by Jeni Bone
Socialite and reality TV star, Tamara Ecclestone opened the 2012 Tullett Prebon London Boat Show at The Excel, going barefoot to pose on the teak deck of a superyacht.
Copyright onEdition 2012©
Tamara said: 'I’m thrilled to have been involved in this fantastic event. I have fond memories of being taken out on yachts from an early age and so I’ve always loved being out on the water. I really enjoyed seeing all the action live at the show as well as being given a tour of all the new boats that were launched this year – I’d definitely recommend it as being a fun day out for all.'
London's International Boat Show, one of the biggest in Europe, is looking to tap into other high-end markets to attract new customers during a recession that has priced out mid-range sailors.
'It's like any industry -- it's looking to diversify,' said Michael Enser, head of marketing at the British Marine Federation, which represents businesses from makers of canoes to super yachts.
'It is bringing in high-net worths, and they are reasonably insulated from the economy. If we invite those people into the show who have not been exposed to boats in the past it is a new audience for manufacturers to engage in, to sell their products, and eventually a new boater.'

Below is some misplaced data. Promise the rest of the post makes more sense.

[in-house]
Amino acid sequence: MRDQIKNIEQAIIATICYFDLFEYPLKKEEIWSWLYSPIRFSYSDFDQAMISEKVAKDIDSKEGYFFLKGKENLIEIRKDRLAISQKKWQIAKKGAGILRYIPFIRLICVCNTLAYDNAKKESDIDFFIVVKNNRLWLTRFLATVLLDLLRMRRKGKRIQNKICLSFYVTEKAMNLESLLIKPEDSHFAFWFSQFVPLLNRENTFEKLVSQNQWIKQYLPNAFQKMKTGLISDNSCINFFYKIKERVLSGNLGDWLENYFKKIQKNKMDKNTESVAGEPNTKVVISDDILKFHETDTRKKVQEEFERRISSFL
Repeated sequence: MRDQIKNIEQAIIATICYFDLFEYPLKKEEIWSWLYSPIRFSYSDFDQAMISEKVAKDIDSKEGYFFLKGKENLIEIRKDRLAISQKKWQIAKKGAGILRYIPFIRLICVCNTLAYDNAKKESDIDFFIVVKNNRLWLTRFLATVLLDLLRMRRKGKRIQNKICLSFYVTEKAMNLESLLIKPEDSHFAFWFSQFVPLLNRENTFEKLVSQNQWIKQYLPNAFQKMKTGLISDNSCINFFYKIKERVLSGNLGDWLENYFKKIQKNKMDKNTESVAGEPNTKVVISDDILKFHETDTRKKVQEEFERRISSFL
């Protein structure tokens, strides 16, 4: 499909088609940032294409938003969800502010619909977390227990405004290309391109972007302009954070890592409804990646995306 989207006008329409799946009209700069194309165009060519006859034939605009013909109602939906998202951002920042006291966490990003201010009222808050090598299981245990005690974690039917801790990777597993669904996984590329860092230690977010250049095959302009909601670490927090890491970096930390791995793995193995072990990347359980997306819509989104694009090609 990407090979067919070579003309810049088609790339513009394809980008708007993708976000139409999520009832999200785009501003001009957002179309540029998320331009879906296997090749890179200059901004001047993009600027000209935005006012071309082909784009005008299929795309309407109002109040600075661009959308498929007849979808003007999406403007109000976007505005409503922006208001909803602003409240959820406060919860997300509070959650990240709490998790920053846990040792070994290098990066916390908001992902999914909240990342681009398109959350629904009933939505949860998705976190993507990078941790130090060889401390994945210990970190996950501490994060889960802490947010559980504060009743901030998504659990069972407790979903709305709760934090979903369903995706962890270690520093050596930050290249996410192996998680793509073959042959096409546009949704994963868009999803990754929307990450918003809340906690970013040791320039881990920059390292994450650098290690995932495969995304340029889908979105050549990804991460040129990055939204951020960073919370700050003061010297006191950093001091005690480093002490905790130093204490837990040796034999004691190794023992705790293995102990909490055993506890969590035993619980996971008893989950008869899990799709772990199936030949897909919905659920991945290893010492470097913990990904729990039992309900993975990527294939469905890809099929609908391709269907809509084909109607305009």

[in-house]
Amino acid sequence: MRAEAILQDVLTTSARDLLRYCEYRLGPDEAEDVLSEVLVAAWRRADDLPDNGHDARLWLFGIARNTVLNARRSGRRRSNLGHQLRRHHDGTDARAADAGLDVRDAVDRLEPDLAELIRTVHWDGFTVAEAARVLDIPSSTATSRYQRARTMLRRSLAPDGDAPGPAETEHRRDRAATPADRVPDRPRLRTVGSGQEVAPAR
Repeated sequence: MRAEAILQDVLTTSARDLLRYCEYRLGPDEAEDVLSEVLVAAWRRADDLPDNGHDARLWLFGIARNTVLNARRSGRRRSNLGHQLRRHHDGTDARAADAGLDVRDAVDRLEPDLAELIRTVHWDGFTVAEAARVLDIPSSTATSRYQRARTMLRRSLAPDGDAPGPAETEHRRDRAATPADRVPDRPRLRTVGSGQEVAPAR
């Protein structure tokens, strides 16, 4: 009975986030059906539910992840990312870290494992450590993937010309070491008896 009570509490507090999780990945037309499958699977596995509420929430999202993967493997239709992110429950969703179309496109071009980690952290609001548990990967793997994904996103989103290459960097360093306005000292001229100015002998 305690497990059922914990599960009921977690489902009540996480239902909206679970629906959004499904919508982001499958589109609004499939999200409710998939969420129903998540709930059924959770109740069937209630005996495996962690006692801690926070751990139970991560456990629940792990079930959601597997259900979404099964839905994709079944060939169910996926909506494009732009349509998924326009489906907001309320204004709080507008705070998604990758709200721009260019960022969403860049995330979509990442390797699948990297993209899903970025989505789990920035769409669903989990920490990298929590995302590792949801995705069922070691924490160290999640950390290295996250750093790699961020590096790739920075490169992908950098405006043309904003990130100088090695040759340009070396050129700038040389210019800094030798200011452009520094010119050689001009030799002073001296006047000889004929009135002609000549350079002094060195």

Numbers of people passing through the turnstiles at London's Boat Show have not recovered from pre-GFC levels, while exhibitor numbers are down by about 10 percent.
Among the biggest absentees are French boat builder Beneteau along with Dufour and Elan.
'It's still a very sizeable show,' said Murray Ellis, managing director of National Boat Shows. 'It is not a reflection of the show, that is purely a reflection of the UK economy and the UK marine market.'
Taking space in 2012 are luxury cars, watches, a contemporary fine art gallery, jewellry and a home cinema. A rare diamonds investment company has also slotted in alongside the champagne bars.
More at www.londonboatshow.com